Initially daily but now sporadic blog about anime and world animation with a specific focus on the artists behind the work. Written by Ben Ettinger.
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Wednesday, April 20, 2005

08:50:17 pm , 2157 words, 4567 views     Categories: Animation

Ken the Wolf Boy

As rumored, one of the questions on the "enquete" in the Toei Monochrome Kessakusen Vol. 1 is which show you'd like to see released in its entirety of the shows in the set. They'll be releasing one as a box based on the results. After seeing the set, I'm hoping for Ken the Wolf Boy (November 1963-August 1965, 86 eps) myself, much to my own surprise as a Yasuji Mori fan. Hustle Punch (November 1965-April 1966, 26 eps) was great as well, but Ken seems the more historically important and substantial.

Both first episodes are must-see to fans of historical animation. I think people would be surprised how interesting and well-done they are. The humor holds up and there's literally about four times as much animation per ep as the Mushi Pro animation that was being made at the same time, say about 4000 cels at Toei Doga to 1000 at Mushi Pro. Which is a bad thing for the company, but good for us.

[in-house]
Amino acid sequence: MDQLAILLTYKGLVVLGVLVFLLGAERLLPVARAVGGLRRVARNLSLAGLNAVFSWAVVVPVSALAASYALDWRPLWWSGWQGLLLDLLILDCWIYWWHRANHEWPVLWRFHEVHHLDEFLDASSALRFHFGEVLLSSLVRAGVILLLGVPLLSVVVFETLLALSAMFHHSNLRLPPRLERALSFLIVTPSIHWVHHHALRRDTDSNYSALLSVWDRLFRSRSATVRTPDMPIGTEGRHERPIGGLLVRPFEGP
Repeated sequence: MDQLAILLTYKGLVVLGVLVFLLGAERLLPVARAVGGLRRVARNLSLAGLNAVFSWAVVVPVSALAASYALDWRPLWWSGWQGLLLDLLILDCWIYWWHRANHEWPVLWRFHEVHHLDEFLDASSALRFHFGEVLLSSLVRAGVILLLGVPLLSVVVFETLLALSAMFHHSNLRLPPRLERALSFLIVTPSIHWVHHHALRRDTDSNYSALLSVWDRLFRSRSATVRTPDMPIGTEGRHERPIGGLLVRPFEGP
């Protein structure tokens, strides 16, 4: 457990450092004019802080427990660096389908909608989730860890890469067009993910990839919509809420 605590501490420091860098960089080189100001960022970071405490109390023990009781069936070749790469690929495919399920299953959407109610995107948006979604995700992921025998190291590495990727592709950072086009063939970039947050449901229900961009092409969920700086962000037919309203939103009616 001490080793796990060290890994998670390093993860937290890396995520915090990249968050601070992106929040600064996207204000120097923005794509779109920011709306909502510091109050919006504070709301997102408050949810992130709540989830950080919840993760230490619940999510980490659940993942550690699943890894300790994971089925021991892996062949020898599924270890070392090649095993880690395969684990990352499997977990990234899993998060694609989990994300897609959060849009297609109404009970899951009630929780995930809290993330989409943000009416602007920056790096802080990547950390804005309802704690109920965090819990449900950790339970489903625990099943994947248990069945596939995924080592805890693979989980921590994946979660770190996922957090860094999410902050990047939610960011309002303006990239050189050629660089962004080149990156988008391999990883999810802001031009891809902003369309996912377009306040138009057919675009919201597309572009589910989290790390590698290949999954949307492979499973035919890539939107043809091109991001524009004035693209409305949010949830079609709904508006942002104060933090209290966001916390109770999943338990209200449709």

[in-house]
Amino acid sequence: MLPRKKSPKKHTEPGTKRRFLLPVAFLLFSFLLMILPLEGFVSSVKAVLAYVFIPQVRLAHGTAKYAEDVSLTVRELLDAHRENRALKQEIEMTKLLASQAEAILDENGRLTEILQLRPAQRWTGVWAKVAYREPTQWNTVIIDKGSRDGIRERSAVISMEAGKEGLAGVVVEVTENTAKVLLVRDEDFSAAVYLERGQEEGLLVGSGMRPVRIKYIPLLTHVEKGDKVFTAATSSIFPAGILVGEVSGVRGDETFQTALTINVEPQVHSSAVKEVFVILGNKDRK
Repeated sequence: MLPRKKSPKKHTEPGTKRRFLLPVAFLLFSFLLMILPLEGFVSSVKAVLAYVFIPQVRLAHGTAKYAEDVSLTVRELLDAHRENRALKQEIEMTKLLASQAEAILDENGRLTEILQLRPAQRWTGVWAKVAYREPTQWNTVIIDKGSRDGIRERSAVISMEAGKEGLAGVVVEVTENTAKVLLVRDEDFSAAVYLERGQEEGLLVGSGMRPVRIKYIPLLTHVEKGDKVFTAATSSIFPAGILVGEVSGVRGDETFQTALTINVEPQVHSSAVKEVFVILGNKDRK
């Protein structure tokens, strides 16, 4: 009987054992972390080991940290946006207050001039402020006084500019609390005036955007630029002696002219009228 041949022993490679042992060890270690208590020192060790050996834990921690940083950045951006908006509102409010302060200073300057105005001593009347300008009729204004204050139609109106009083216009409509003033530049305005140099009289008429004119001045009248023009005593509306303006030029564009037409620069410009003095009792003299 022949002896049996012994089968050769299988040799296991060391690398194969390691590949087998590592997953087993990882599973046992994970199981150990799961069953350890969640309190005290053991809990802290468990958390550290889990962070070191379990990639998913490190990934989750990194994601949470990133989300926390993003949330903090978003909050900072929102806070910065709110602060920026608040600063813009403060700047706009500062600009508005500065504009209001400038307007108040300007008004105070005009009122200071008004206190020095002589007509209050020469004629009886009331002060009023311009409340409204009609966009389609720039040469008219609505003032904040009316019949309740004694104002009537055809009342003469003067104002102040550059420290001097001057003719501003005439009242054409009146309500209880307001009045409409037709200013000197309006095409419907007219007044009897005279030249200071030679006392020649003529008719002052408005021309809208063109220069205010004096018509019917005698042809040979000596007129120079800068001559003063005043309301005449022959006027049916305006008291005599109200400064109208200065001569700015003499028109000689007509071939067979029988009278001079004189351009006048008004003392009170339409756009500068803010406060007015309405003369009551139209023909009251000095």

Not to reveal my age, but I was watching the first episode of Ken for the first time. Show of hands: How many people out there saw it when it first aired, as suggested by the catchphrase on the cover? ("The animation we grew up with") As for how I liked it, I was surprised to find that I absolutely loved it. I haven't laughed so much watching an anime episode in a long time. Simply put, it worked great as an episode in every respect. It wasn't camp laughter either. The script was very funny (Takashi Iijima of Animal Treasure Island) and the humor still works. The animation was incredibly active and always interesting. The situation and characters were original and interesting. Overall it held my interest at all times. I can't say that for most anime being made nowadays.

The situation and characters were interesting and original because they weren't based on a manga. They were created by Sadao Tsukioka. Yasuji Mori did the same for Hustle Punch in 1965. Soon enough Toei would start basing their shows on manga, for obvious synergy reasons. And Tsukioka, as I've mentioned before, was the main pillar of the series, animating and directing many of the episodes almost single-handedly. Considering the effort this requires, I was always suspicious if the episodes would work, but my suspicions were misplaced.